(A Court of Thorns and Roses #1)
Sarah J. Maas
Feyre survived Amarantha’s clutches to return to the Spring Court—but at a steep cost. Though she now has the powers of the High Fae, her heart remains human, and it can’t forget the terrible deeds she performed to save Tamlin’s people.
Nor has Feyre forgotten her bargain with Rhysand, High Lord of the feared Night Court. As Feyre navigates its dark web of politics, passion, and dazzling power, a greater evil looms—and she might be key to stopping it. But only if she can harness her harrowing gifts, heal her fractured soul, and decide how she wishes to shape her future—and the future of a world cleaved in two.
I’ve heard mixed reviews about this novel and as such I was reluctant to pick it up and see if Feyre would live up to my expectations. I only enjoyed the final few chapters of A Court of Thorns and Roses and was worried that Feyre’s ability to wow me would be confined to those final scenes.
The first few chapters are brutal. Feyre is so clearly tormented and miserable while at the Spring Court that I was ready to rescue her myself. I had hoped that Feyre, after having been reborn an immortal, would put her skills to good use. However, the emotional toil of being at the mercy of Amarantha has a far larger impact on Feyre than I could have predicted and I cannot begrudge her the time she needed to heal and overcome her trauma. It was perhaps a more accurate depiction of a heroin’s struggles in the aftermath of any heroic deeds. Despite this, it took Feyre much too long before she pushed herself to work on her gifts and regain her independence.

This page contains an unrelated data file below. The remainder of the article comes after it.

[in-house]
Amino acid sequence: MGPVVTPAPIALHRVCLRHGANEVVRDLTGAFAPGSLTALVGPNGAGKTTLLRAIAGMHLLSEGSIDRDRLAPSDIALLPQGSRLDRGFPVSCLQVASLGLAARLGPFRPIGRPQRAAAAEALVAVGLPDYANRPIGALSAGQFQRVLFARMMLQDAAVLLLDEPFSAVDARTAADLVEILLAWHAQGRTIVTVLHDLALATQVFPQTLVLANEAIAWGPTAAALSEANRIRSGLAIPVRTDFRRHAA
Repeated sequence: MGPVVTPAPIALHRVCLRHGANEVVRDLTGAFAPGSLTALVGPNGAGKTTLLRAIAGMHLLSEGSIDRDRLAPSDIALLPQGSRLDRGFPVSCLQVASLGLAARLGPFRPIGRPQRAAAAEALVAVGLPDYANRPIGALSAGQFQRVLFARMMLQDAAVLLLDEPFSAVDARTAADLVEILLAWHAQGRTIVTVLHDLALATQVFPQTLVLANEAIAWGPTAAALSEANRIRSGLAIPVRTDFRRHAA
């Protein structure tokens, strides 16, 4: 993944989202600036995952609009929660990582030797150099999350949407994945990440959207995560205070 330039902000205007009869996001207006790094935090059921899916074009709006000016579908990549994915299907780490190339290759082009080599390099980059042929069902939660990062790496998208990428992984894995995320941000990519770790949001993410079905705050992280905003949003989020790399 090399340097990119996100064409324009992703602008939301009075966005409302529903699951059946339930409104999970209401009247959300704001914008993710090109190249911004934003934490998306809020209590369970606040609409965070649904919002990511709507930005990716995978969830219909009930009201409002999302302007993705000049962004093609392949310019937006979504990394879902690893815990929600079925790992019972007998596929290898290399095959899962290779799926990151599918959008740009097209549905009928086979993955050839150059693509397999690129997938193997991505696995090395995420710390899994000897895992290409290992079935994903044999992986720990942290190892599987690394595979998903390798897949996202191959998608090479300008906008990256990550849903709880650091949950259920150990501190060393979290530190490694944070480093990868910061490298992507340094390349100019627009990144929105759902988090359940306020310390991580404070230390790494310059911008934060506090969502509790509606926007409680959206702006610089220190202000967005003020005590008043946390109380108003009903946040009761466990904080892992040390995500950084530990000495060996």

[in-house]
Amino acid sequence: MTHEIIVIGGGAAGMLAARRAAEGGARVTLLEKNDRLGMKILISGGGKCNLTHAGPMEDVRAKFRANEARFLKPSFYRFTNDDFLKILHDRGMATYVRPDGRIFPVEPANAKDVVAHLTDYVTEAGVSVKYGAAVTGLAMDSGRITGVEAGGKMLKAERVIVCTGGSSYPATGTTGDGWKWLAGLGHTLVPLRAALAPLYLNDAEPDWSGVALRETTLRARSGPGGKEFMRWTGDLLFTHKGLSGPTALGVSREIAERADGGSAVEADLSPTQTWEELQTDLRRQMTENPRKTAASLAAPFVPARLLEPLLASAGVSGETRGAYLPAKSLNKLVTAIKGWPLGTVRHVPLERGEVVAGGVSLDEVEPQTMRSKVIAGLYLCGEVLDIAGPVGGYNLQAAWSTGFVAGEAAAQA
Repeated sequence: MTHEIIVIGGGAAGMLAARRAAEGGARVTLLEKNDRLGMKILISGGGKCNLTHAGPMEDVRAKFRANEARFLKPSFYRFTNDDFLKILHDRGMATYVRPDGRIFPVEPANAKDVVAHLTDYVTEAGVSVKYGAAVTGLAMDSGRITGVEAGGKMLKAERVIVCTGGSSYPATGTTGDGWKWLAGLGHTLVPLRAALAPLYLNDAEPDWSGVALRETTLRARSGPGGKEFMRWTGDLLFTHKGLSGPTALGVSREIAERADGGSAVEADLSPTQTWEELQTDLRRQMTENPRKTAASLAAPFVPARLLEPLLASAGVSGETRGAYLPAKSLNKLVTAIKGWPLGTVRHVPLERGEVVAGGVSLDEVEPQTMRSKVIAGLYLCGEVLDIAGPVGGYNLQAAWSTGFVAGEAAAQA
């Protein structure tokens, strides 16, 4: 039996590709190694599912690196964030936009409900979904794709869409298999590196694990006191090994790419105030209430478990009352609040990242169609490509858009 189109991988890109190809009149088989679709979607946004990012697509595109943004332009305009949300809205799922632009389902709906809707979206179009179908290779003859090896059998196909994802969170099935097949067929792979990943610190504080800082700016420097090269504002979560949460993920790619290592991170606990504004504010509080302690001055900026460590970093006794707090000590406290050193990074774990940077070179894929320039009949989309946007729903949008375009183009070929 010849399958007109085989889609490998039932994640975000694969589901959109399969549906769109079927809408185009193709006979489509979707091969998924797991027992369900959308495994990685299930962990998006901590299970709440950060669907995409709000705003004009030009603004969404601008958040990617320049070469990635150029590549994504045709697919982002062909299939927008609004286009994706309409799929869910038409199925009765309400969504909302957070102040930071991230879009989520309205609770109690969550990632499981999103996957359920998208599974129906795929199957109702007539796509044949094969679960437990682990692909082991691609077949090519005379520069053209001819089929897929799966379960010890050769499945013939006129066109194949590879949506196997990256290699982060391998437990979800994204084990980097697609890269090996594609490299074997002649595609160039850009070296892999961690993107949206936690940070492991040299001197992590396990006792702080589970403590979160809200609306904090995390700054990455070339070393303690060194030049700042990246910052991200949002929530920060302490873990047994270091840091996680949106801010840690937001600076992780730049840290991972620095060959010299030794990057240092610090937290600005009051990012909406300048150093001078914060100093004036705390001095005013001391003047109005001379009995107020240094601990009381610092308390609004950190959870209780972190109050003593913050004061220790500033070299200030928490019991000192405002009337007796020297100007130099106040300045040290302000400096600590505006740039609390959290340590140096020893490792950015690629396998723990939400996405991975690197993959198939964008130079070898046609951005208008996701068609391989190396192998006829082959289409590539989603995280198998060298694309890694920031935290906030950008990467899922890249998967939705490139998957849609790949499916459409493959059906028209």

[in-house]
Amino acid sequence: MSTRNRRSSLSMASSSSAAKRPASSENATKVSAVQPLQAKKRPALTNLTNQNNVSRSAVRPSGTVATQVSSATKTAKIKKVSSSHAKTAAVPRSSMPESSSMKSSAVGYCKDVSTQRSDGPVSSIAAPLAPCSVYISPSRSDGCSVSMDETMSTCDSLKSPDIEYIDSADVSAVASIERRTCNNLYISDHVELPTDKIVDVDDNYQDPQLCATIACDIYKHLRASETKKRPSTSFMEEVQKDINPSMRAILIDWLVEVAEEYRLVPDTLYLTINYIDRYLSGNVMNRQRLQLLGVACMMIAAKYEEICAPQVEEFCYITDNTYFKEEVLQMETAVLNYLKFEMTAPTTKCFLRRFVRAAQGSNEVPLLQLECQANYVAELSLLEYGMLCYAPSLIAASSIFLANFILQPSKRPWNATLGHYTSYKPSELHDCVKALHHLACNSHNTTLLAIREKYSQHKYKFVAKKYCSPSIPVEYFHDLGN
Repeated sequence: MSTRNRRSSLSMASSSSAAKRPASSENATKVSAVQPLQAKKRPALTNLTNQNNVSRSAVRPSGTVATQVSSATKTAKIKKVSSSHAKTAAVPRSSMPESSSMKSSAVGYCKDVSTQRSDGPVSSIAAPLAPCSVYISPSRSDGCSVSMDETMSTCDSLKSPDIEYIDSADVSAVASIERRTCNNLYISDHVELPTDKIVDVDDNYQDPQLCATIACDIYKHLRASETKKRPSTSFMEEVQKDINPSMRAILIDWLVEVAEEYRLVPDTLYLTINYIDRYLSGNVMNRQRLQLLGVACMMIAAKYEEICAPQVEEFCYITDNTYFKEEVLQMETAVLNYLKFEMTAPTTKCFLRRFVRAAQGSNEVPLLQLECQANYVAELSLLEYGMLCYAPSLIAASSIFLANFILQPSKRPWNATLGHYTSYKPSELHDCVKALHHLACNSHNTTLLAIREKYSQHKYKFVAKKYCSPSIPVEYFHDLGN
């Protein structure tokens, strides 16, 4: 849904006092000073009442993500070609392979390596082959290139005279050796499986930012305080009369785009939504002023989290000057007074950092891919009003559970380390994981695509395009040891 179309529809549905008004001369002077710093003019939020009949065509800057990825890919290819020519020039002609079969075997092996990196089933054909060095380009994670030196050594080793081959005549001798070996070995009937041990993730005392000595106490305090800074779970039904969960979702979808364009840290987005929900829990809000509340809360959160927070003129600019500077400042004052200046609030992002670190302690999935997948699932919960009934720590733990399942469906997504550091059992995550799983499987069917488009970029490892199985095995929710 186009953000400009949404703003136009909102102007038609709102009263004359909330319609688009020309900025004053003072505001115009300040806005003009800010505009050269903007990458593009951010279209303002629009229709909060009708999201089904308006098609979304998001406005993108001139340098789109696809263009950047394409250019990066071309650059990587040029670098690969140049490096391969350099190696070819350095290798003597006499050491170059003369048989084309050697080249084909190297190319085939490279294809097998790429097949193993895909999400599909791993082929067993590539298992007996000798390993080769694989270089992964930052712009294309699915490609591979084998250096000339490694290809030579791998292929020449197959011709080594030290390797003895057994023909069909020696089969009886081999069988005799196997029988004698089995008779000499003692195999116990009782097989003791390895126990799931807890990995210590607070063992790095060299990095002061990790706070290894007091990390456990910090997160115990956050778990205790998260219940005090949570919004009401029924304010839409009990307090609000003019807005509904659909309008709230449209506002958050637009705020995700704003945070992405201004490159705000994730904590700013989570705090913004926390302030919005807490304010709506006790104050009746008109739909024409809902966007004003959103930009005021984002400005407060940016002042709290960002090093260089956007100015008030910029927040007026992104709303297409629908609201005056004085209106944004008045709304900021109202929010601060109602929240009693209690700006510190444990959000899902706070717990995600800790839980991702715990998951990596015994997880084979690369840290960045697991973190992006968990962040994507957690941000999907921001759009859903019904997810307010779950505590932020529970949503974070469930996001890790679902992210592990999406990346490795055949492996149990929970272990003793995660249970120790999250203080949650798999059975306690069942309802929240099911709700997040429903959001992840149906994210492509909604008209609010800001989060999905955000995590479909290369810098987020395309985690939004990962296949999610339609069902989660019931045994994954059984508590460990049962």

Sarah J. Maas makes no secret of who the enemy in this novel is, she might as well have painted “bad guy” in bold black lettering on Tamlin’s forehead. Which, to be perfectly honest, suits me just fine. I had nothing against Tamlin though I did bemoan his lack of personality in the first novel. However, I was still a little shocked by the complete tearing down of his character. It took me less than three chapters to go from bored disinterest to complete disgust.
Rhysand is Feyre’s knight in shining armour. He proves himself a loyal and trusted confidant and allows Feyre room to grow into herself and her powers with a gentle guiding hand and a cocky smirk. I was avidly cheering for their happy ending even amid the nauseating sweetness that was their inevitable entanglement. However, I would have liked to see Feyre pick herself back up without the aid of a man and learn to orchestrate her own rescues.
Despite having a clear cut plan and a clear objective to reach, Feyre herself miraculously being a key component of it, very little seemed to get accomplished. I spent much of this novel being begrudgingly charmed by Feyre and Rhysand but frustrated by Feyre’s lack of involvement in their schemes. Furthermore, the world building still left much to be desired. The ending, unsurprisingly, has me anxiously awaiting the third novel.